Introduction by Meena Alexander
Here we meet Muniyakka, called “walkie-talkie” because she mutters to herself; Shakun, the dollmaker, an exploited artist who needs to feel that others depend on her; and Jashoda, professional mother to children of the rich, from Mahasveta Devi’s acknowledged masterpiece “The Wet Nurse.”
First published in 1986, this rich collection presents the work of some of India's most skillful contemporary writers, carefully selected from seven of the country's major regional languages. Although each writer is celebrated in her own language, many of the stories are presented here in English for the first time. The authors included are: Mahasveta Devi (Bengali), Ila Mehta (Gujarati), Suniti Aphaie (Marathi), Mrinal Pande (Hindi), Lakshmi Kannan (Tamil), Ismat Chughtai (Urdu), and Vishwapriya Iyengar (English).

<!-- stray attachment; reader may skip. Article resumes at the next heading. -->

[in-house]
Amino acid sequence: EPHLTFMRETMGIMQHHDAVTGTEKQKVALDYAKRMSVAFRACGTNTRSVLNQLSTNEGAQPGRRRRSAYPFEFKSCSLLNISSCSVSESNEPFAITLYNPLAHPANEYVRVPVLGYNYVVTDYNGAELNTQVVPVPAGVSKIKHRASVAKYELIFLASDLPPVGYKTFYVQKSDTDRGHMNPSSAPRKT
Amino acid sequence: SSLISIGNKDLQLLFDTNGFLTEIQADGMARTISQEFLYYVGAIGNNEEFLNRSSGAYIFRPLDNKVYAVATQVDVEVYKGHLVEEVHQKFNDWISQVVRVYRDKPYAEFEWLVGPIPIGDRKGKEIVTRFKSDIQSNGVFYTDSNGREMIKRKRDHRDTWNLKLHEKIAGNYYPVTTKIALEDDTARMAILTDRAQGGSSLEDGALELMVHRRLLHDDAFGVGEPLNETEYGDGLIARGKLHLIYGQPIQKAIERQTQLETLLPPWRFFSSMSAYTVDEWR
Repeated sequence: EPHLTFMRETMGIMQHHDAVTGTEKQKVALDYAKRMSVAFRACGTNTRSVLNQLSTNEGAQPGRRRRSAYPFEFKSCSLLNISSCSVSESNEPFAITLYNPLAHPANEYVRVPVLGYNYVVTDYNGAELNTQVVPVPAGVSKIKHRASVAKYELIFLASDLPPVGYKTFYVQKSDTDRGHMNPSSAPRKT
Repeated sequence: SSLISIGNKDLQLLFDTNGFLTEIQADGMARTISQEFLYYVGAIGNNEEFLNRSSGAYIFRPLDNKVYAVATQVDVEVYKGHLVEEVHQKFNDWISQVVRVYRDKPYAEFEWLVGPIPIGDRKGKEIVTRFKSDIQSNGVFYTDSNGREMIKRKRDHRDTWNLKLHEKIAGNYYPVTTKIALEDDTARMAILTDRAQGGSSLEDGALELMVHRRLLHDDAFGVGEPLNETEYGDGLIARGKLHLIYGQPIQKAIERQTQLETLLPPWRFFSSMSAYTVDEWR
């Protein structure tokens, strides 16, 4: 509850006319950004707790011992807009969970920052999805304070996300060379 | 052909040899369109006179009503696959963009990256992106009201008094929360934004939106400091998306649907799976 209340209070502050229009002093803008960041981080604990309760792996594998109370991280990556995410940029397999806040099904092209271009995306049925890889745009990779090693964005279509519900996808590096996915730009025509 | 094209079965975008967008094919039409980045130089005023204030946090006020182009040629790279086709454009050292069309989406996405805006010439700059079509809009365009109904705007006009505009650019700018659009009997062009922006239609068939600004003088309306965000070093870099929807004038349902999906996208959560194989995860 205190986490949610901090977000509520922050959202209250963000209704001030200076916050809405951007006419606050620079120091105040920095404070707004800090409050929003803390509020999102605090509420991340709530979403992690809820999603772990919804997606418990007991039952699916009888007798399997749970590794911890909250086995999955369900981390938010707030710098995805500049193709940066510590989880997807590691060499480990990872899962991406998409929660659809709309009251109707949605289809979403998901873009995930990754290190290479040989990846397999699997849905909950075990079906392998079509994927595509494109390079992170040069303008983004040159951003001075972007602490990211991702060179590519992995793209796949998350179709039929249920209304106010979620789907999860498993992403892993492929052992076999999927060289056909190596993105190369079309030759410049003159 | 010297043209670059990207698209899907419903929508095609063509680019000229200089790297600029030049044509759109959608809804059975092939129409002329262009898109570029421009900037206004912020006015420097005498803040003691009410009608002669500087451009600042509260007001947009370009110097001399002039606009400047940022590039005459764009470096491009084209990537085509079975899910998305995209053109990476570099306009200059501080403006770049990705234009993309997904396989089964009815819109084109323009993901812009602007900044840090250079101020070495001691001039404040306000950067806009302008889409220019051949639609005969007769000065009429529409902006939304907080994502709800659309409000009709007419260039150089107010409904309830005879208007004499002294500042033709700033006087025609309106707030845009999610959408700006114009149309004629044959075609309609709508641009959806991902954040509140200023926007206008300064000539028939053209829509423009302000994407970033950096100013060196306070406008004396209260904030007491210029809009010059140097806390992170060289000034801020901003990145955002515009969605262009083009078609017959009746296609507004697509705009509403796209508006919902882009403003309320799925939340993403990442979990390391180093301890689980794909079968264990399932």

"Truth Tales invites us to a feast of rich and varied literature. These stories are riveting, witty, moving, and a wonderful gift to the consciousness: they illumine Indian women's lives and also, across distance and culture, enable us to recognize ourselves. Bravo to the writers, the translators, and The Feminist Press!"
"This collection of stories—intense, vivid, and varied—ring like truth masquerading as fiction, as the title of the anthology suggests. Although they tell us of suffering, they do not reduce the female protagonists to docile victims, as Indian women are portrayed in colonial fiction. These authentic, unpasteurized, searing stories should bring American readers closer to understanding the conception of power and autonomy in Indian women's tales."
“. . . these stories cull the essence of women’s experiences: the power, the passion, the pain, the hopelessness, the fury, the joy. . . . Together, through the texture of their stories and the tone and timbre of their voices, all of [these authors] communicate the vibrancy of women’s writing today.”